But we have here been anticipating a little of the future which lay before the great astronomer; we must now revert to the history of his early work, at Bath, in 1774, when Herschel's scrutiny of the skies first commenced with an instrument of his own manufacture. For some few years he did not attain any result of importance; no doubt he made a few interesting observations, but the value of the work during those years is to be found, not in any actual discoveries which were accomplished, but in the practice which Herschel obtained in the use of his instruments. It was not until 1782 that the great achievement took place by which he at once sprang into fame.

It is sometimes said that discoveries are made by accident, and, no doubt, to a certain extent, but only, I fancy to a very small extent, this statement may be true. It is, at all events, certain that such lucky accidents do not often fall to the lot of people unless those people have done much to deserve them. This was certainly the case with Herschel. He appears to have formed a project for making a close examination of all the stars above a certain magnitude. Perhaps he intended to confine this research to a limited region of the sky, but, at all events, he seems to have undertaken the work energetically and systematically. Star after star was brought to the centre of the field of view of his telescope, and after being carefully examined was then displaced, while another star was brought forward to be submitted to the same process. In the great majority of cases such observations yield really nothing of importance; no doubt even the smallest star in the heavens would, if we could find out all about it, reveal far more than all the astronomers that were ever on the earth have even conjectured. What we actually learn about the great majority of stars is only information of the most meagre description. We see that the star is a little point of light, and we see nothing more.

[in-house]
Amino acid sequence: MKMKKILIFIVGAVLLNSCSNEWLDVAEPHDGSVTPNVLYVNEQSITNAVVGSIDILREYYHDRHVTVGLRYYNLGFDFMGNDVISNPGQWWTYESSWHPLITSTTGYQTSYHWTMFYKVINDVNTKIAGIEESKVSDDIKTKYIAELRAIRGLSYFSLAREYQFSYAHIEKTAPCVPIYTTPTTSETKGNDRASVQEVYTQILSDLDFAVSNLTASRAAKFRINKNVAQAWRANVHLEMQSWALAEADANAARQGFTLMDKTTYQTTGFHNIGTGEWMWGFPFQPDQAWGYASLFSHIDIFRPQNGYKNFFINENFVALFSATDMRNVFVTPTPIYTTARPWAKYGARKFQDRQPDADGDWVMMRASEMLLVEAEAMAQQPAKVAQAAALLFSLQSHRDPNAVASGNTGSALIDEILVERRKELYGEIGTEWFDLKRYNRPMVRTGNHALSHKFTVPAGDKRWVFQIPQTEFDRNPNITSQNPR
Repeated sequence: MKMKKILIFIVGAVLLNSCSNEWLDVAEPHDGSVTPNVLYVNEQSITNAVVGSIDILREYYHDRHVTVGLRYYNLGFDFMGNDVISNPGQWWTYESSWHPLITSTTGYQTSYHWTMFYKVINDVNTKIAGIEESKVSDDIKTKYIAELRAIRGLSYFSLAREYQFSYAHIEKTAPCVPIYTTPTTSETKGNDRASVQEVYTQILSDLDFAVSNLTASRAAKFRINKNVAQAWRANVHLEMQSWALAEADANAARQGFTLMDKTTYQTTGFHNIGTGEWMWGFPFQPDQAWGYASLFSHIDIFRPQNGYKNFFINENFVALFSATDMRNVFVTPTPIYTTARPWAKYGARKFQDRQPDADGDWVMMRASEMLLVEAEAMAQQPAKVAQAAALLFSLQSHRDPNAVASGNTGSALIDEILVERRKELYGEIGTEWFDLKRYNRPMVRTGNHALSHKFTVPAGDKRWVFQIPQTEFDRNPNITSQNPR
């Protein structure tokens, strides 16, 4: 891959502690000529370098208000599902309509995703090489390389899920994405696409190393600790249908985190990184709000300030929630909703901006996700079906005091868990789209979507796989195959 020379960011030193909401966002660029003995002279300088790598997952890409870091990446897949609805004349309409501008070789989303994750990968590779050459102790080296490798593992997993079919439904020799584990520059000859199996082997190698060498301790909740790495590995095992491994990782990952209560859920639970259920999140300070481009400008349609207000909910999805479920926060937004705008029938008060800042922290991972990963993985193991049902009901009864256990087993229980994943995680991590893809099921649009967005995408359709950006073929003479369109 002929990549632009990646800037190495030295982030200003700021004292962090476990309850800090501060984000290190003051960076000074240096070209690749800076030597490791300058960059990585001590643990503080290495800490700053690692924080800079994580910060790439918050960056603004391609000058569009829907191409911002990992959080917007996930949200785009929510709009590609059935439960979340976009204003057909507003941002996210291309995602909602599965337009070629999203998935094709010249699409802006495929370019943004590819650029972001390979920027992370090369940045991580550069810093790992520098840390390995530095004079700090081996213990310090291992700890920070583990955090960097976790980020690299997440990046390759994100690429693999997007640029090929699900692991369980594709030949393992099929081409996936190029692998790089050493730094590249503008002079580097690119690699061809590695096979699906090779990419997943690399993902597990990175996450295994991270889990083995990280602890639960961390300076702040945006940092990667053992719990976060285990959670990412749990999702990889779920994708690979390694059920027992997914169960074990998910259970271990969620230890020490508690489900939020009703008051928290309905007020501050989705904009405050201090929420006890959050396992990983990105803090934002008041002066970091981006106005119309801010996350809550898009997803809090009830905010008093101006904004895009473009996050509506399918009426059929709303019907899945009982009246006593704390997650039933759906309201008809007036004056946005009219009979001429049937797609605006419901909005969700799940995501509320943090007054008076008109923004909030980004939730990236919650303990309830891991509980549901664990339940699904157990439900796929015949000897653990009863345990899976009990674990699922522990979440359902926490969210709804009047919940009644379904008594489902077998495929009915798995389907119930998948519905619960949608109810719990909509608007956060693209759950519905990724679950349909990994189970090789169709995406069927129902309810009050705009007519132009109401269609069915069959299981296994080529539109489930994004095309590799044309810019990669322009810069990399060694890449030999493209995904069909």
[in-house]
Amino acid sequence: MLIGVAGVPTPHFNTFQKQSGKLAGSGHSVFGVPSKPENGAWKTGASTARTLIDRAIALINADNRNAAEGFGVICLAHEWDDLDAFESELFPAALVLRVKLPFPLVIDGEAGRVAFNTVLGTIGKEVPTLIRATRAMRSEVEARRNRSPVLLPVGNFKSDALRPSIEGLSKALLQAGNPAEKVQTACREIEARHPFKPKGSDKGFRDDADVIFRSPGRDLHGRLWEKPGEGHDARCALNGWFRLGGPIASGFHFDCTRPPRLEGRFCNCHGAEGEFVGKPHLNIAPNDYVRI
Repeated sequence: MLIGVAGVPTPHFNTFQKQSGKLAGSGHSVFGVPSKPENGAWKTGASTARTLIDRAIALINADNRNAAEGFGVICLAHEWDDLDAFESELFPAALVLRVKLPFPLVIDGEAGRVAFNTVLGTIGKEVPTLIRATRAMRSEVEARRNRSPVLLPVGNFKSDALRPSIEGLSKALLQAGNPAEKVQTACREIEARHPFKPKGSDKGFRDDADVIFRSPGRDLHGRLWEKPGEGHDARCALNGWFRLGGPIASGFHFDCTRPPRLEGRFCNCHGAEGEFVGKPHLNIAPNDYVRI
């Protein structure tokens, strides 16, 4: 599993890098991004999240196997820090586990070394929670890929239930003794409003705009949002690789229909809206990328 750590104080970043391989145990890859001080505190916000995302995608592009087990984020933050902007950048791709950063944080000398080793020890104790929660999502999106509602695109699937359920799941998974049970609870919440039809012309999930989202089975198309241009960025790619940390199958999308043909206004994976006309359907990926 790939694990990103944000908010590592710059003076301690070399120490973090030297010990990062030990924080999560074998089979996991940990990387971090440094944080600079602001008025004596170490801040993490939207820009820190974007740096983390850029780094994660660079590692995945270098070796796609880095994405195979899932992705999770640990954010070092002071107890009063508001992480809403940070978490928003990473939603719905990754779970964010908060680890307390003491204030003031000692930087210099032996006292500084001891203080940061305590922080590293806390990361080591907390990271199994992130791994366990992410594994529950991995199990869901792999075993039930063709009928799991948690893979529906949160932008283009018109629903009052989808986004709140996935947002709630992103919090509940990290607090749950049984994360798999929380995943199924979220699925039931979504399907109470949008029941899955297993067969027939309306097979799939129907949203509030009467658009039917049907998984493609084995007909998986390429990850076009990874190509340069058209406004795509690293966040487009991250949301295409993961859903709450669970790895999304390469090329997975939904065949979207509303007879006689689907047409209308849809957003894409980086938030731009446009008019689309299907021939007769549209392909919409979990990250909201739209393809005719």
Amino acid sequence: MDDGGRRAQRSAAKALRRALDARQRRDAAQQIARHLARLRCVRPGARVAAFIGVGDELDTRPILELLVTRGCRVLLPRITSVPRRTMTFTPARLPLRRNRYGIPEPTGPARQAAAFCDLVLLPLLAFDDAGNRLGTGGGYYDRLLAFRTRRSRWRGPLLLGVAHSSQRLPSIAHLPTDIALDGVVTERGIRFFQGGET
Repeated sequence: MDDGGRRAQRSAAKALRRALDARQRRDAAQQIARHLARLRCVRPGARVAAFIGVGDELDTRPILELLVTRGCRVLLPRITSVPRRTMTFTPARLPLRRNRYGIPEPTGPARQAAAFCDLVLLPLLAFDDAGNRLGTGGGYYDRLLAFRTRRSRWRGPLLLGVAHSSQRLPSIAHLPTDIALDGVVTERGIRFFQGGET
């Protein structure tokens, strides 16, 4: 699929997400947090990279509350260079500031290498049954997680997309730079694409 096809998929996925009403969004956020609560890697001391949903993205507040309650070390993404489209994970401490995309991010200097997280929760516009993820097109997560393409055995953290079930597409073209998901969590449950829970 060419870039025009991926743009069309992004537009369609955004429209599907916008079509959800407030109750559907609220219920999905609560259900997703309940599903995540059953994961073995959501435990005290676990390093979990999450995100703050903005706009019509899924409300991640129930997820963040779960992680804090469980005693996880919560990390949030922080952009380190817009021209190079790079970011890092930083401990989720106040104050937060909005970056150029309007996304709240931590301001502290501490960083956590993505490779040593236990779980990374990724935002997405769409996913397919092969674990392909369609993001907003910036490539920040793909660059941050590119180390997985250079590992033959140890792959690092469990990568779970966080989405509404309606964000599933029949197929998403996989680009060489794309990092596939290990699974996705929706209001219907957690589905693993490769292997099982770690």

In the great review which Herschel undertook he doubtless examined hundreds, or perhaps thousands of stars, allowing them to pass away without note or comment. But on an ever-memorable night in March, 1782, it happened that he was pursuing his task among the stars in the Constellation of Gemini. Doubtless, on that night, as on so many other nights, one star after another was looked at only to be dismissed, as not requiring further attention. On the evening in question, however, one star was noticed which, to Herschel's acute vision seemed different from the stars which in so many thousands are strewn over the sky. A star properly so called appears merely as a little point of light, which no increase of magnifying power will ever exhibit with a true disc. But there was something in the star-like object which Herschel saw that immediately arrested his attention and made him apply to it a higher magnifying power. This at once disclosed the fact that the object possessed a disc, that is, a definite, measurable size, and that it was thus totally different from any one of the hundreds and thousands of stars which exist elsewhere in space. Indeed, we may say at once that this little object was not a star at all; it was a planet. That such was its true nature was confirmed, after a little further observation, by perceiving that the body was shifting its place on the heavens relatively to the stars. The organist at the Octagon Chapel at Bath had, therefore, discovered a new planet with his home-made telescope.